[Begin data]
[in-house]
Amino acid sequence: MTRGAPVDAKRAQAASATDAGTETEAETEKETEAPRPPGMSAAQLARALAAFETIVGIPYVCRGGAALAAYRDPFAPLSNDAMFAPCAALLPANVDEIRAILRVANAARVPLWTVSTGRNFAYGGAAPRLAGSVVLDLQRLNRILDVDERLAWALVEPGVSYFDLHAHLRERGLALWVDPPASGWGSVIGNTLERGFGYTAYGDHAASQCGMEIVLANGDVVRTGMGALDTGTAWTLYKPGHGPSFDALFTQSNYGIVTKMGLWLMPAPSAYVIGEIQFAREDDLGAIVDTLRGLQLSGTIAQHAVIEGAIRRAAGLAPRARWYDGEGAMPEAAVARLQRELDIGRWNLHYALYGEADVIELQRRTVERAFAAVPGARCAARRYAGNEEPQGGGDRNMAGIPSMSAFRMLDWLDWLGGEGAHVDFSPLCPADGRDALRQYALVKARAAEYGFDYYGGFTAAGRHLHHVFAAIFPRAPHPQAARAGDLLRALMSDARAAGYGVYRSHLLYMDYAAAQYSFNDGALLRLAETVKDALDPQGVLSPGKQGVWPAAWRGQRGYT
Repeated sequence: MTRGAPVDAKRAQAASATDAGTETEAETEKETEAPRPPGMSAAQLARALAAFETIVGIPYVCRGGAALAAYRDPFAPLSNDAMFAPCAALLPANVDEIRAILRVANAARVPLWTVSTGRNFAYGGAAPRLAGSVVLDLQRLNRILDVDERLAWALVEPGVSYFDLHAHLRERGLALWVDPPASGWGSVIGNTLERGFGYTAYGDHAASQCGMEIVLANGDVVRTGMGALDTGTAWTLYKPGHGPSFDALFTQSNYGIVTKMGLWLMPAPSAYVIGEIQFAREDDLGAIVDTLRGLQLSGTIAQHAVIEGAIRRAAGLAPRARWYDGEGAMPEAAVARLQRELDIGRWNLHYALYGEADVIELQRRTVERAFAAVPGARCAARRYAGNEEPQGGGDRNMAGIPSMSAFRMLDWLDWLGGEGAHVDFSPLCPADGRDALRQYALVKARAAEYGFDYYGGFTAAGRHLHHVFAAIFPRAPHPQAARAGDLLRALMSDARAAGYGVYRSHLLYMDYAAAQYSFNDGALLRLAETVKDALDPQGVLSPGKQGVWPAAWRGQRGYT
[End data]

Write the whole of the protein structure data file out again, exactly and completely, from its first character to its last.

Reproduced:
[in-house]
Amino acid sequence: MTRGAPVDAKRAQAASATDAGTETEAETEKETEAPRPPGMSAAQLARALAAFETIVGIPYVCRGGAALAAYRDPFAPLSNDAMFAPCAALLPANVDEIRAILRVANAARVPLWTVSTGRNFAYGGAAPRLAGSVVLDLQRLNRILDVDERLAWALVEPGVSYFDLHAHLRERGLALWVDPPASGWGSVIGNTLERGFGYTAYGDHAASQCGMEIVLANGDVVRTGMGALDTGTAWTLYKPGHGPSFDALFTQSNYGIVTKMGLWLMPAPSAYVIGEIQFAREDDLGAIVDTLRGLQLSGTIAQHAVIEGAIRRAAGLAPRARWYDGEGAMPEAAVARLQRELDIGRWNLHYALYGEADVIELQRRTVERAFAAVPGARCAARRYAGNEEPQGGGDRNMAGIPSMSAFRMLDWLDWLGGEGAHVDFSPLCPADGRDALRQYALVKARAAEYGFDYYGGFTAAGRHLHHVFAAIFPRAPHPQAARAGDLLRALMSDARAAGYGVYRSHLLYMDYAAAQYSFNDGALLRLAETVKDALDPQGVLSPGKQGVWPAAWRGQRGYT
Repeated sequence: MTRGAPVDAKRAQAASATDAGTETEAETEKETEAPRPPGMSAAQLARALAAFETIVGIPYVCRGGAALAAYRDPFAPLSNDAMFAPCAALLPANVDEIRAILRVANAARVPLWTVSTGRNFAYGGAAPRLAGSVVLDLQRLNRILDVDERLAWALVEPGVSYFDLHAHLRERGLALWVDPPASGWGSVIGNTLERGFGYTAYGDHAASQCGMEIVLANGDVVRTGMGALDTGTAWTLYKPGHGPSFDALFTQSNYGIVTKMGLWLMPAPSAYVIGEIQFAREDDLGAIVDTLRGLQLSGTIAQHAVIEGAIRRAAGLAPRARWYDGEGAMPEAAVARLQRELDIGRWNLHYALYGEADVIELQRRTVERAFAAVPGARCAARRYAGNEEPQGGGDRNMAGIPSMSAFRMLDWLDWLGGEGAHVDFSPLCPADGRDALRQYALVKARAAEYGFDYYGGFTAAGRHLHHVFAAIFPRAPHPQAARAGDLLRALMSDARAAGYGVYRSHLLYMDYAAAQYSFNDGALLRLAETVKDALDPQGVLSPGKQGVWPAAWRGQRGYT